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The site of a Roman villa, built in about 100 AD, with later phases of extensive rebuilding, expansion and remodelling. The site is particularly important for evidence of early Christianity. The first villa consisted of a large winged house originally built of wattle and daub on flint footings, constructed circa 100 AD. It was rebuilt and expanded in stone in the second half of the second century. A point of interest for this phase is that finds from the site may suggest that the house could have been associated with Publius Helvius Pertinax, goveneror of Britain AD185-6 and briefly emperor in AD 193. Between 200-275 AD the kitchen, found at the rear, was converted into a tannery. North of the main building are the remains of a mausoleum built in the early 4th century and incorporated into a late Saxon church. Further north are the remains of a circular building. Between the villa and the river are the remains of a courtyard and on its north side the remains of a granary were excavated. The north side of the villa was remodelled sometime between 275 and 350 AD. From circa 360 AD the large apsed dining room was built and the north rooms were converted into a Christian chapel; pagan worship may have continued in a room below this. The house-chapel contains a set of wall paintings with clear Christian symbolism, which is unique in the context of a Roman villa from Britain. The villa was apparently abandoned after a fire during the 5th century- possibly around 420, though because of the lack of coin evidence it is hard to be certain. This site is an English Heritage property.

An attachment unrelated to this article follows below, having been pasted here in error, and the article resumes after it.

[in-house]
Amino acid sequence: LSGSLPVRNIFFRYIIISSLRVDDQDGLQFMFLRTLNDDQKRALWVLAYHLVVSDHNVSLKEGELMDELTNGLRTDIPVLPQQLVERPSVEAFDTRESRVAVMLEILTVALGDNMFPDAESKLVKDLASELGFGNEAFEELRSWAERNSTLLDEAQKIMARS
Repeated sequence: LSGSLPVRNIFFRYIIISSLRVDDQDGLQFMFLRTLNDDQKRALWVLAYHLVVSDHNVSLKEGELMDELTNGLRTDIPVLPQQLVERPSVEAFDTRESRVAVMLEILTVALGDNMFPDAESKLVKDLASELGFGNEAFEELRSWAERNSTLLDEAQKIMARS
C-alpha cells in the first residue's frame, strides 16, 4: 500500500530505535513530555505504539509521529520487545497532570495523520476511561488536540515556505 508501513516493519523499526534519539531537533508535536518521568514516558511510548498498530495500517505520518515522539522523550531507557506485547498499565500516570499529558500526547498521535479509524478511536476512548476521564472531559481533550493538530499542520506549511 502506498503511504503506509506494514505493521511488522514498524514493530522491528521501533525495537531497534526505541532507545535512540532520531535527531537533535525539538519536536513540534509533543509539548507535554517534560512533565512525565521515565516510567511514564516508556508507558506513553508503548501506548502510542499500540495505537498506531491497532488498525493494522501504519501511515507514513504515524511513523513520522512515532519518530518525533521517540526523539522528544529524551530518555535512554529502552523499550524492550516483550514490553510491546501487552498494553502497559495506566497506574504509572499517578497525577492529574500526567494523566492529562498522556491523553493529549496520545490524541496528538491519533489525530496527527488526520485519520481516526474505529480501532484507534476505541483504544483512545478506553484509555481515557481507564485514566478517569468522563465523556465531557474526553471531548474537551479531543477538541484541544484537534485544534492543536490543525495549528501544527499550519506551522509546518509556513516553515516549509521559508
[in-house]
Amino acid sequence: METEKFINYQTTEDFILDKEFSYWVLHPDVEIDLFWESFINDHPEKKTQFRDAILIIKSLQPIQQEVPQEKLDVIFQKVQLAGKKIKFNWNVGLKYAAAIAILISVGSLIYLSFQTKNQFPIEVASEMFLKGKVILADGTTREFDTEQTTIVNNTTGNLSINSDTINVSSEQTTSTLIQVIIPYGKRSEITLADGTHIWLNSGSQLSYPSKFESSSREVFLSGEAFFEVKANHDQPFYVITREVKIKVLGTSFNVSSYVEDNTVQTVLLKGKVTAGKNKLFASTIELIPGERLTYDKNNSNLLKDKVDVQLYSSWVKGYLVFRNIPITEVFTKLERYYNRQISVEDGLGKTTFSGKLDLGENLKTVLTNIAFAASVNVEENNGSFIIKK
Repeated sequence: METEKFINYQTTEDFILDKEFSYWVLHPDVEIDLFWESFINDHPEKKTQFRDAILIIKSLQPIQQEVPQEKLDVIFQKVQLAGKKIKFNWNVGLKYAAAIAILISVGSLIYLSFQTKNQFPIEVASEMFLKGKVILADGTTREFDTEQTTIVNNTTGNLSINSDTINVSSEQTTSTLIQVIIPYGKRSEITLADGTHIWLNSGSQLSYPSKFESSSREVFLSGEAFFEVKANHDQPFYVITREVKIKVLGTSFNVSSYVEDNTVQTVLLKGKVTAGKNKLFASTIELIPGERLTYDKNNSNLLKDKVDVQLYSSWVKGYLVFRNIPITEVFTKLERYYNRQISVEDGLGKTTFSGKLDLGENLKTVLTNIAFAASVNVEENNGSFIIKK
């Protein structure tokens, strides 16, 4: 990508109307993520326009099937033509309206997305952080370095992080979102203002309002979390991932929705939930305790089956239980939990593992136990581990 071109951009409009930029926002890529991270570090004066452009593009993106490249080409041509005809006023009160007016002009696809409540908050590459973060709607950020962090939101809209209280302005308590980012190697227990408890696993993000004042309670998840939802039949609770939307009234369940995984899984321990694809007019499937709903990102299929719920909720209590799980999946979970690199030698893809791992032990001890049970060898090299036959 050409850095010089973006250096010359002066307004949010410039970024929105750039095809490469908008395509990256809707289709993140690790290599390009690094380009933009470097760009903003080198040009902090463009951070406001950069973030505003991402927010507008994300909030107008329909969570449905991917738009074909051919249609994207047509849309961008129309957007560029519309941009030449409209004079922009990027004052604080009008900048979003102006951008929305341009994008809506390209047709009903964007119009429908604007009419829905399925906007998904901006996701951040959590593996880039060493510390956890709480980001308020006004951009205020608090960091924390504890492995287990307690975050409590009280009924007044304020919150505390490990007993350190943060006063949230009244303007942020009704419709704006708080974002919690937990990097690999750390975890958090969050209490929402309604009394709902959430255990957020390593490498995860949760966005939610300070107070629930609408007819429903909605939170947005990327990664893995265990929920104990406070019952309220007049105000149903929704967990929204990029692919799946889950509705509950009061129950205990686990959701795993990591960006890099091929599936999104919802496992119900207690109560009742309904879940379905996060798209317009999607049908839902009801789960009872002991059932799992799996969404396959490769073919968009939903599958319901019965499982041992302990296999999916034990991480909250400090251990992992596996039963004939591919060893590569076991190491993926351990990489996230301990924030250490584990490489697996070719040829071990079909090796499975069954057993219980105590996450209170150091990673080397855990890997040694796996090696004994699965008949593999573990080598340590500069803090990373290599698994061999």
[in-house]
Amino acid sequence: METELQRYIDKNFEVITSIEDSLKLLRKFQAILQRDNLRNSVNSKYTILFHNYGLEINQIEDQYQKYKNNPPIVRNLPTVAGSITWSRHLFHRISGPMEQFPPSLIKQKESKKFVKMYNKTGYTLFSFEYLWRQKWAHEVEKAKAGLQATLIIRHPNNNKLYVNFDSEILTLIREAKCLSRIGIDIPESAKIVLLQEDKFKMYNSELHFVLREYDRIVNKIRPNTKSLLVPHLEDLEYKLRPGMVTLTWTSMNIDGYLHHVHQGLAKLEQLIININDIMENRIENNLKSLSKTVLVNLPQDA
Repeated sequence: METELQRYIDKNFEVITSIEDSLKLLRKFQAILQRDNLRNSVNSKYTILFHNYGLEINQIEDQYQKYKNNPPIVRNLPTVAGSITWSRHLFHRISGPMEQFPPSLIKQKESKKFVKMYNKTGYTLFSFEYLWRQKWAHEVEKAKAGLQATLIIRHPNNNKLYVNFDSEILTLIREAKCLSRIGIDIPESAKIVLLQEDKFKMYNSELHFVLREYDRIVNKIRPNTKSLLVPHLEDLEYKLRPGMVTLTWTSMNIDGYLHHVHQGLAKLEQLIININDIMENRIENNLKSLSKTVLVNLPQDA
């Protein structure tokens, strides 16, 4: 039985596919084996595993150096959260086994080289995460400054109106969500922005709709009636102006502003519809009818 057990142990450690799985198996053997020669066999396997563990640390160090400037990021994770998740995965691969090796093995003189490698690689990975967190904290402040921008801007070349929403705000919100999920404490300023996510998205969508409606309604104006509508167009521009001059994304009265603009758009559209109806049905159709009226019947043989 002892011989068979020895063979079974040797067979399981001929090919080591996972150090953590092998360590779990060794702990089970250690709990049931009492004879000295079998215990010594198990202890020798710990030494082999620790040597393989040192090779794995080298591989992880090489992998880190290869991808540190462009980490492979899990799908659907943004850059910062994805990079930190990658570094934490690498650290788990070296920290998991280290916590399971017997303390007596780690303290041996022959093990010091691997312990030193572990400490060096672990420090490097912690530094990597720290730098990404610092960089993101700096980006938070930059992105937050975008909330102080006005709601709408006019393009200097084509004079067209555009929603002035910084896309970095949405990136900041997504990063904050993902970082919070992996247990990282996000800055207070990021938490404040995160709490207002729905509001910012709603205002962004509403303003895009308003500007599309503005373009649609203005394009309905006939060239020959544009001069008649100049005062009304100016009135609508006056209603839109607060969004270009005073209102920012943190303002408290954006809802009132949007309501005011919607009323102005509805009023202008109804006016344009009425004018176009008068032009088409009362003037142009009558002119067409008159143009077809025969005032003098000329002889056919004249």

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Further information about monuments may be obtained by contacting Archive Services, through the Historic England website.